smoking-meat-book-cover-275x289The book is full of recipes and contains tons of helpful information as well. Some have even said that "no smoker should be without this book"!

With more than 800 reviews on Amazon.com and a rating of 4.7 out of 5 stars, it comes highly recommended.

It is a Bestseller in Barbecueing & Grilling books on Amazon.

Amazon | Barnes & Noble | German Edition

Digital versions available via Nook | iTunes | Kindle

Get Almost Anything at Amazon

If you enjoy the newsletter and would like to do something helpful, then..

The next time you decide to order something at Amazon.com, use THIS LINK to get there and we'll get a small commission off of what you purchase.

Thank you in advance for using our special link: http://www.smoking-meat.com/amazon

Printable Recipe

Smoked Drunken Drumsticks
Recipe Type: Entree
Cuisine: Hot Smoking
Author: Jeff Phillips
Prep time:
Cook time:
Total time:
Serves: 4-6
My smoked drunken drumsticks are brined in beer then smoked at higher than normal temperatures to crisp the skin. Finished perfectly with beer barbecue sauce.
Ingredients
Instructions
  1. Fill a large container such as a pitcher or bowl with 40 ounces (1 quart + 1 cup) cold water.
  2. Add two 12-0z bottles of beer
  3. Stir in ½ cup of kosher salt and continue to stir until salt is diluted into the water and the water becomes clear.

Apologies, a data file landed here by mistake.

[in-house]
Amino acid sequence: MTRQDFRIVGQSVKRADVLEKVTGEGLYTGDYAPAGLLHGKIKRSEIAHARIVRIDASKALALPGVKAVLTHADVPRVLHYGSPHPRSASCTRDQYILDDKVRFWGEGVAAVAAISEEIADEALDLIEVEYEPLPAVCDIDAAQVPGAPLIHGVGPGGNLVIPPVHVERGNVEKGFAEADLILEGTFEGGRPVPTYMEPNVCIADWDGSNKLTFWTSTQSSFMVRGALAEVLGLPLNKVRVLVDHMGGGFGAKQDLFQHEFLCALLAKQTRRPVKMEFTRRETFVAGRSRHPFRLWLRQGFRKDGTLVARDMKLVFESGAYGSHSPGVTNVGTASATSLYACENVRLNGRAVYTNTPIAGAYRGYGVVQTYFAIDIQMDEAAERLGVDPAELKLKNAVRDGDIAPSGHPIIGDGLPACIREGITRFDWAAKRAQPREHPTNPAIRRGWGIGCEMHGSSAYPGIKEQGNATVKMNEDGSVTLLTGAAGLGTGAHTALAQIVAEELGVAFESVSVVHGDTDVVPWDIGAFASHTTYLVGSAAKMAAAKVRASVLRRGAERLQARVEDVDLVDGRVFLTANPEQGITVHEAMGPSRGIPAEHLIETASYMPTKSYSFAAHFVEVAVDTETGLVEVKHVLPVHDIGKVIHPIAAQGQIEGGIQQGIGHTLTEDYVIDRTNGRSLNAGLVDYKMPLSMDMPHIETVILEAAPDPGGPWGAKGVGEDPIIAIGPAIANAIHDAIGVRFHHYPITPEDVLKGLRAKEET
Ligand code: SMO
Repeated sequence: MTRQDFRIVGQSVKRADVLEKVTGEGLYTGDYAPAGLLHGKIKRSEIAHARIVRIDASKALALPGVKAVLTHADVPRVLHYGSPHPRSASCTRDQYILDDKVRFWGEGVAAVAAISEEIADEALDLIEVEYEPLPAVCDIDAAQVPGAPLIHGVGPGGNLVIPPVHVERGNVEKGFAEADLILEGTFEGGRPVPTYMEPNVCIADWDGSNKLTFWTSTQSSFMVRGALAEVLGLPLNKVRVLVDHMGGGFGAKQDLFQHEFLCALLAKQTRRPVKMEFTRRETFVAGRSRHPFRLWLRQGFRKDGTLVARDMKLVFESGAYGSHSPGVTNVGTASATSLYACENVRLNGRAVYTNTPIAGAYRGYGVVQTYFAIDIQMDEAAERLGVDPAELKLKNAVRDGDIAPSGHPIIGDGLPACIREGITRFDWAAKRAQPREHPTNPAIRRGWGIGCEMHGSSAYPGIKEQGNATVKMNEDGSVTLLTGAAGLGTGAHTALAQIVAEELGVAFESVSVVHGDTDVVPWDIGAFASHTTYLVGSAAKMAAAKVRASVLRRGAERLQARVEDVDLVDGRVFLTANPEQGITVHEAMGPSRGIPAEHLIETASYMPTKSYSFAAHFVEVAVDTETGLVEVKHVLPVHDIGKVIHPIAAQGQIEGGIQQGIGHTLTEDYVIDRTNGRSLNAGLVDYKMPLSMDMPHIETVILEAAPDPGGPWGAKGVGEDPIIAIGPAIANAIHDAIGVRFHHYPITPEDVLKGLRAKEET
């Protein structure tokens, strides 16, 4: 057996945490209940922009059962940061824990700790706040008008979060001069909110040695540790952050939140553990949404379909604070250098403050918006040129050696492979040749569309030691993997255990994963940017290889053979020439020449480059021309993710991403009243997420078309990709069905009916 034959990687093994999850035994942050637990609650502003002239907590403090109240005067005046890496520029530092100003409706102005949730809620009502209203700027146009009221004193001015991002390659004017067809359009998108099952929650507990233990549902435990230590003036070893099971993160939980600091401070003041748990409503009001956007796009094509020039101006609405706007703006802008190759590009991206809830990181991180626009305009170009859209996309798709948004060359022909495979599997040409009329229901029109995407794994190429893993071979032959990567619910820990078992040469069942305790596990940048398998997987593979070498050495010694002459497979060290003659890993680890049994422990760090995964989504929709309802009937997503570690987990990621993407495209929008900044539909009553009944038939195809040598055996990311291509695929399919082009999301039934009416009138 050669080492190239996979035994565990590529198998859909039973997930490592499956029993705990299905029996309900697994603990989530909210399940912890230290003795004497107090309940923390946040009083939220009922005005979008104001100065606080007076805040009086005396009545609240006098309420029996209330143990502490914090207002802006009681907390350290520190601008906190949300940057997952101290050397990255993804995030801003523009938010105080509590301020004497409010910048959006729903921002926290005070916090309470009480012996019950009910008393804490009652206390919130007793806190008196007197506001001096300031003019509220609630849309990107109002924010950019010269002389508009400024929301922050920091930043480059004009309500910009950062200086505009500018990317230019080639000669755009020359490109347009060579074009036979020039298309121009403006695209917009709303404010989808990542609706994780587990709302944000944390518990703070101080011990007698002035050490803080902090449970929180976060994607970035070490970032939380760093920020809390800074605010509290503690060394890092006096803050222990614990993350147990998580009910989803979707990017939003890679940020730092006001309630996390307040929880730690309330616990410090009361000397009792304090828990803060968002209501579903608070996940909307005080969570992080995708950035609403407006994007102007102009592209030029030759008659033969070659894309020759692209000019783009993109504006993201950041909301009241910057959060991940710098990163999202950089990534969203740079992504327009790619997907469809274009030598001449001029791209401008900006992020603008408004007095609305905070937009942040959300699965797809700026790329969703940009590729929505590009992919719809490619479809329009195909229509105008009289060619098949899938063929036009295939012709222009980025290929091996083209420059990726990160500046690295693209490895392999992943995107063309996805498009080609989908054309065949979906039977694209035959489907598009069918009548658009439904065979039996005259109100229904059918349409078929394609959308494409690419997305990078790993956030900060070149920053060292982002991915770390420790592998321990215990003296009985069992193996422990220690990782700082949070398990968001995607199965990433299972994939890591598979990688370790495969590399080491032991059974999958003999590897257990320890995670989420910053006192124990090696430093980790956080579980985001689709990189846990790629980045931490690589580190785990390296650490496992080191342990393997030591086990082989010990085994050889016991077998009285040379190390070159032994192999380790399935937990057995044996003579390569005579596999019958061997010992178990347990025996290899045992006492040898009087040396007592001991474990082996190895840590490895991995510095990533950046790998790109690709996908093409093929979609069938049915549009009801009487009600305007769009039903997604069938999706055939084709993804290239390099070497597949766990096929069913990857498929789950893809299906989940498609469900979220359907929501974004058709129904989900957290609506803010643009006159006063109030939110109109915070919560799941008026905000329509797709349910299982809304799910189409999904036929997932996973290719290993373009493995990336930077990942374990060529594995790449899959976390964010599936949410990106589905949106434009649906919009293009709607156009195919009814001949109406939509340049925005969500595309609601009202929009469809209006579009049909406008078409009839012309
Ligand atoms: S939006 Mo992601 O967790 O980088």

4. Stir in ½ cup brown sugar making sure it is melted into the water.
  5. Add the drumsticks to a lidded container for brining.
  6. If you see any large clumps of fat or extra skin, now is a great time to go ahead and remove it with kitchen shears or a sharp knife.
  7. Once all of the chicken is in the container, pour the brine over the chicken to cover.
  8. Cover with the lid, plastic wrap, etc. and place the brining chicken into the fridge for 3 hours.
  9. At the end of the brining time, discard the liquid brine and rinse each piece of chicken to remove any residual salt.
  10. Lay the chicken on several layers of paper towels to drain before proceeding to the next step.
  11. Drizzle olive oil or vegetable oil onto the chicken and use a basting brush to spread it out.
  12. Move the chicken around to make sure it is well coated.
  13. Season generously with Jeff's Texas style rub then roll each piece over and season the other side.
  14. Make sure the Texas style rub recipe is on all sides of the chicken.
  15. Chop 2-3 tablespoons of parsley and chives and sprinkle it all over the chicken.
  16. Setup your smoker or grill for cooking at 275-300°F with indirect heat. You can cook them lower at around 225°F but the skin will not have a good bite through.
  17. If you normally use a water pan, I recommend leaving it dry. When cooking chicken legs, thighs or quarters, I seem to get better results in a smoking environment with lower humidity.
  18. Keep the smoke going for the entire time for great flavor. I recommend cherry, apple or pecan if you have any of these.
  19. Use a quick read thermometer to check the temperature after about 45 minutes or you can use a thermometer with a leave-in probe to keep you aware of the temperature throughout the entire process.